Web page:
Likewise, many restaurants are choosing to only work with suppliers who breed ‘organic’ cattle. One example is Gourmet Burger Kitchen, who, according to their website, only use beef which is “traditionally reared and grass fed on independent farms across the South West counties”.

This change in approach means that Gourmet Burger Kitchen and many other restaurants are now contributing to less soil pollution and introducing more permeable grassland to surrounding areas. This is a huge step in the right direction, as concrete caging facilities often increase flood risks, as there is no soil for the rain to seep into.

Environment

Each year, the UK food sector produces 0.4 million tonnes of avoidable food waste. This waste is then delivered to landfills where it stagnates and produces methane - a powerful greenhouse gas.

One organisation which is making fantastic strides in this space is Too Good to Go, an app which gives restaurateurs a platform to sell food waste directly to its customers. The innovative app is currently working with more than 100 food companies across the UK, which includes franchises such as Yo! Sushi and AccorHotels. Since its launch in June 2016, Too Good to Go and its partners have saved more than 165,000 meals in the UK alone.  

Packaging waste is another key consideration for restaurants. However, while there is still much to be done, WRAP (the Waste and Resources Action Plan) notes that as many as 65 per cent of all packaging is recycled in restaurants, with returnable and reusable packaging two of the most effective methods. One company at the forefront of recycled packaging is Just Eat, who, as of March 2018, have stopped the sale of plastic packaging to restaurants from its partner shop. This has led to more than 29,000 restaurants operating largely plastic-free.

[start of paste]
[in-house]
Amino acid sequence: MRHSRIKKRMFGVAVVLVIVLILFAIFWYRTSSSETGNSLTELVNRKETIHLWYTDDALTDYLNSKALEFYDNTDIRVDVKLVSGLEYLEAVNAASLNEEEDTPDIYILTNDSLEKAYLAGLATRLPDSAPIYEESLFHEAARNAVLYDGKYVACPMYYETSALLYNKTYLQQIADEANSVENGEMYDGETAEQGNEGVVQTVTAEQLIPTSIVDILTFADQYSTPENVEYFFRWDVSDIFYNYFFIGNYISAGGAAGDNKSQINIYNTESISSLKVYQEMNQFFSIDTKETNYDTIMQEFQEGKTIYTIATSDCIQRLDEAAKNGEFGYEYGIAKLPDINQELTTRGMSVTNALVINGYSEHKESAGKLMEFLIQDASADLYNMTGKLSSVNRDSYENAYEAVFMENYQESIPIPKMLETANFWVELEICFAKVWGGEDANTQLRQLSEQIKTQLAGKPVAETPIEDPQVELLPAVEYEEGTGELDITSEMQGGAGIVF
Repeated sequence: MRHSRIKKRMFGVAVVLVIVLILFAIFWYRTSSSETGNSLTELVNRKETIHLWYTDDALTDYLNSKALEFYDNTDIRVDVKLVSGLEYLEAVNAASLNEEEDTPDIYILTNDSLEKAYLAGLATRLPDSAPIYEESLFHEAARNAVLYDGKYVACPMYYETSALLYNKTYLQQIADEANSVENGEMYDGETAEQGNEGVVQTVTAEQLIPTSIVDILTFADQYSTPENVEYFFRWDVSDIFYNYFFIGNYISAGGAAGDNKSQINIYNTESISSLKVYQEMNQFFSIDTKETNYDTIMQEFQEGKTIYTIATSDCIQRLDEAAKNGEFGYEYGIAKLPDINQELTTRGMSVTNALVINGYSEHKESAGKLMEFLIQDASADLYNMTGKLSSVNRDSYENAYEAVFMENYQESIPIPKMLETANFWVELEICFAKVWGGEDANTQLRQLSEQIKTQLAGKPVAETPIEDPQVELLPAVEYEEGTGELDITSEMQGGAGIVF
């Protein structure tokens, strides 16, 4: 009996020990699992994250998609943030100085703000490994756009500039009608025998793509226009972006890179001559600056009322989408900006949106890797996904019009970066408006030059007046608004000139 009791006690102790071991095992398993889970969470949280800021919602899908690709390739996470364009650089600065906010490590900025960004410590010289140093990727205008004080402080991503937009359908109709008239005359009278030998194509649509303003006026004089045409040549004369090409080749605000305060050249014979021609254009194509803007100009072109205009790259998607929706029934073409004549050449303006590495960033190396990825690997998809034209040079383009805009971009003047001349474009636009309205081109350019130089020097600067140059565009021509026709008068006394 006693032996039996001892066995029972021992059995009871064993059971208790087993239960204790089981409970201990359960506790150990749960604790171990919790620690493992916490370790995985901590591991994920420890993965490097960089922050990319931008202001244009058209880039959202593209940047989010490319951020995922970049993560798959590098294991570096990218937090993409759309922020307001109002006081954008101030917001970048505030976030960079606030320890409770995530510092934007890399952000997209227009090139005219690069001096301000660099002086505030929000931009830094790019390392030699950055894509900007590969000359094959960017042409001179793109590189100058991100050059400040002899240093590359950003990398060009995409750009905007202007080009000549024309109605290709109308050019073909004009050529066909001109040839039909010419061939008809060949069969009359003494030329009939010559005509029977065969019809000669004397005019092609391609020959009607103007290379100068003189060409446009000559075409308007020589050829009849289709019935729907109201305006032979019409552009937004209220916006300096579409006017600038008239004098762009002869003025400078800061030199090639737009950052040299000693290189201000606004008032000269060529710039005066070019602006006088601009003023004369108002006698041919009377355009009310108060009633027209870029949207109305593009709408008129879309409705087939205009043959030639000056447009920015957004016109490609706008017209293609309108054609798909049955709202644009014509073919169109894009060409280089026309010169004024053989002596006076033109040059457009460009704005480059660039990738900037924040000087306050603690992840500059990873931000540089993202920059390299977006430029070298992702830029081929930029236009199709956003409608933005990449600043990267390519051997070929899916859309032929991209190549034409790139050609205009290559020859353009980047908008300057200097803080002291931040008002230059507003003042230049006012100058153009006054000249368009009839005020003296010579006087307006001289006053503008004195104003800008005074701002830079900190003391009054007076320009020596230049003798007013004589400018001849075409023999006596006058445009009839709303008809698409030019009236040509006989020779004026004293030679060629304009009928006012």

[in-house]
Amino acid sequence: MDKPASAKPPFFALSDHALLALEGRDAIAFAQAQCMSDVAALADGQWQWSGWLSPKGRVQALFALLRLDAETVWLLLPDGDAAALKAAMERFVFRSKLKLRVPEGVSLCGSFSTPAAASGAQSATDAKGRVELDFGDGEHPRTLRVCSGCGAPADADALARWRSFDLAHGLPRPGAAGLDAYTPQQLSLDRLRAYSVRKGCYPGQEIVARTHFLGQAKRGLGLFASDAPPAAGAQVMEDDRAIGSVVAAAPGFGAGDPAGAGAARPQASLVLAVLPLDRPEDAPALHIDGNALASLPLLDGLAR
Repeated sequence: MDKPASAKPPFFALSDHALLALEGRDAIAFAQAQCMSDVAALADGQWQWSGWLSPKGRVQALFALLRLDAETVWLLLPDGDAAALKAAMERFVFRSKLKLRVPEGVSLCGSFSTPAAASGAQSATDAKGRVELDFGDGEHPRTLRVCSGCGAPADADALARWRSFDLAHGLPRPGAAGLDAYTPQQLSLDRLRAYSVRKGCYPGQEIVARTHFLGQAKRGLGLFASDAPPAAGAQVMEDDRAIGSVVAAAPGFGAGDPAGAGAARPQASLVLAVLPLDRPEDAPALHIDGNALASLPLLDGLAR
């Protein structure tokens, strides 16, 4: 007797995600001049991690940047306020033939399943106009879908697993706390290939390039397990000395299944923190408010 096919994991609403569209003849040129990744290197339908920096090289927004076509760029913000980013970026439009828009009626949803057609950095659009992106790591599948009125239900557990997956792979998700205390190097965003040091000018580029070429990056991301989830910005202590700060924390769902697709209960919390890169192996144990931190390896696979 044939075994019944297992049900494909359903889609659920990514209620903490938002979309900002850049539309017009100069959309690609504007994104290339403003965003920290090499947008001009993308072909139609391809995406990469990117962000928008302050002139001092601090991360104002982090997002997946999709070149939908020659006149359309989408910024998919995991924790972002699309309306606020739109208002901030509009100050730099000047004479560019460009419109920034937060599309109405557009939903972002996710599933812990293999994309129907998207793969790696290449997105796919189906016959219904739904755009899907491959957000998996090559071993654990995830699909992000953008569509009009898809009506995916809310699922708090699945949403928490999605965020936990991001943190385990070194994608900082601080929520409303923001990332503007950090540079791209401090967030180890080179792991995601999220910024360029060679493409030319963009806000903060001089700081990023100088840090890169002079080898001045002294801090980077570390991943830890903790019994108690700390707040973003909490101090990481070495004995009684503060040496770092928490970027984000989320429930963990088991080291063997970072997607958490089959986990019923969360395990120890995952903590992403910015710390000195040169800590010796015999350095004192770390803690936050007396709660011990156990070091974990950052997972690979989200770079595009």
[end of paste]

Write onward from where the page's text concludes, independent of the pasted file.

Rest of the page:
Energy saving

The catering industry consumes around 20,600 million kWh of energy each year – and research suggests that commercial kitchens can use up to ten times the amount of an average commercial building. In order to keep costs down, whilst reducing carbon footprints in tandem, restaurants are looking for more sustainable ways to run their kitchens.

One of these is Nando’s, who has started to change the way they design their restaurants. Today, 85 per cent of Nando’s across the country use LED lights. Variable extractor fans are also used to only consume energy when chefs are cooking; this alone has seen electrical energy savings of 37 per cent since their inception in 2016.

Investing in Sustainability

If you work in the food, hospitality or leisure industry, have you considered making sustainable practices a part of your business’s long-term plan? If you are investing in new stock, equipment or fixtures to assist in making your business more sustainable it’s important to check your investment is fully insured. Premier BusinessCare can arrange restaurant insurancecafé insurancesandwich bar insurance or takeaway insurance policies by comparing quotes from some of the UK's leading insurers.

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Business Guidance

Sustainable business practices for tradesman

21 January 2014